The second the last bell is rung, the last assignment has been submitted, or the last zoom class has been held, we know that summer is coming in full swing. We sit all year waiting for June to roll around; as we wait for the May showers to end, we know that the next month brings with it a plethora of flurry – vacation, relaxation, excitement. However, simply because the schooling has taken a pause, shouldn’t entail our learning does. Aside from summer vacation, June holds a momentous and imperative place within the year as ‘Pride Month,’ dedicated to celebrating the LGBTQ+ community, and commemorating the battles and struggles that were experienced in order to arrive to this present. 

While the Stonewall Riots were not the first occasion in which the LGBTQ+ community protested for their rights, against the constant harassment faced by the police, it was this vital and infamous isolated instance that can be considered the starting point of Pride as we know it today. On June 28, 1969 Greenwich Village, New York City, a gay club known as Stonewall Inn faced a raid. While the years up until the 1970s were not considered the most open and welcoming for the community, gay bars and clubs were considered to be a safe space; the life, fashion, behaviors, and activities were typically pushed underground where such socialization wouldn’t face the pressures or descriminations of the surrounding social society. As such, the 1960s was common for police intimidation, but mafia owned Stonewall Inn, mostly managed to avoid the trouble, getting tips by corrupted cops before police raided nights. June 28th however, came as a surprise when the institutional and ‘secretive’ Stonewall Inn was raided, prompting a riot from both the bar patrons as well as the surrounding neighbors. As it bled into the week, protests at Stonewall Inn lasted for six more nights, creating headlines and garnering support. The Stonewall Riots, though not the beginning of the gay rights movement, was a catalyst force that has marked the history books, fostering the growth of movement, and further support for the LGBTQ+ community, the following year in 1970, seeing a march on Manhattan in celebration and defiance. This was the first gay pride parade, setting the precedent for years to come.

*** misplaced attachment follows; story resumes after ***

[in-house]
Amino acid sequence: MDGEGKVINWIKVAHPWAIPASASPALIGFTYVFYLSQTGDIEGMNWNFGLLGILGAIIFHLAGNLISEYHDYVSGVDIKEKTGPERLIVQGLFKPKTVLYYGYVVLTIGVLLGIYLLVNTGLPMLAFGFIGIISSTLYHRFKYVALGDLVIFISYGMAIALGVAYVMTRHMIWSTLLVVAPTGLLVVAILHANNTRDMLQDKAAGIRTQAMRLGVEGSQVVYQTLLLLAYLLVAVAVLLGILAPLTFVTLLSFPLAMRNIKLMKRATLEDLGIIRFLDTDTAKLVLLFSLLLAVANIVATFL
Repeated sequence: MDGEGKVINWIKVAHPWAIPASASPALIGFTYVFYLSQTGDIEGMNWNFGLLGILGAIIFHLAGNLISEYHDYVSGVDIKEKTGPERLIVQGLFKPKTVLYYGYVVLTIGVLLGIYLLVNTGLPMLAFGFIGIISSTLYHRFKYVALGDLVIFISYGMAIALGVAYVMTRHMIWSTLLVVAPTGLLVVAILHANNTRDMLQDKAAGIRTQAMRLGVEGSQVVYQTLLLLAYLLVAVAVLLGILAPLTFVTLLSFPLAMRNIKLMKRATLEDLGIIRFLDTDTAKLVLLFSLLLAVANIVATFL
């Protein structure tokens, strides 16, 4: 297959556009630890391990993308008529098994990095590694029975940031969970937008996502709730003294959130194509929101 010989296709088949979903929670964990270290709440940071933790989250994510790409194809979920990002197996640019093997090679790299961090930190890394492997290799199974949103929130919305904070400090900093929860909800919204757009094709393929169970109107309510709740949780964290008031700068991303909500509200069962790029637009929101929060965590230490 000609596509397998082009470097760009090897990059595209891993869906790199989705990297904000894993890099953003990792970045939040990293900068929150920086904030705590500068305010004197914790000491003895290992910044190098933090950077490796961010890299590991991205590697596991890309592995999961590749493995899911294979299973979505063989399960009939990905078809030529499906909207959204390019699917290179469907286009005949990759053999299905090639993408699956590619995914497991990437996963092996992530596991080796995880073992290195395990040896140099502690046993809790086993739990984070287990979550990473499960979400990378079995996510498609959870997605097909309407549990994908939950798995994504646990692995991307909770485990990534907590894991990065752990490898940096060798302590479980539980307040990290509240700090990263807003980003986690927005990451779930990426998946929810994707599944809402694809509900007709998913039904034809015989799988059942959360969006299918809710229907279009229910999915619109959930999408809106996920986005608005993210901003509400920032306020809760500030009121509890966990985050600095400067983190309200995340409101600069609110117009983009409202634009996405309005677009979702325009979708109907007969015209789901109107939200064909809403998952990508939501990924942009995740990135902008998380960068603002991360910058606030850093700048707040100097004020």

Fast forwarding to today, 2021, 41 years later, its safe to say the gay rights movement has come a long way, but simply not enough. While a plethora of anti-gay laws have been overturned, many that were utilized within the Stonewall riots, in which solicitation of same-sex relations was illegal in New York City, as well as ‘cross-dressing’ as they once called it, there still remains a stigma and a stereotype that seeps through society at all levels, including governmental. The legalization of gay marriage in the United States in June of 2015 was considered a momentous occasion, but only a stepping stone (granted a major one) in the continuing battle, as the United States (along with many other countries) continue to find ways to oppose the LGBTQ+ community, in conservative’s attempts in passing anti-gay legislation. While using the United States as a prime example, the rest of the globe similarly faces these harrowing conversations and further steps towards change. While the month of June may be one of summer enjoyment, it will always be one for celebration of the LGBTQ+ movement’s accomplishments, as well as a call to action for continuing work and support to further these rights. 

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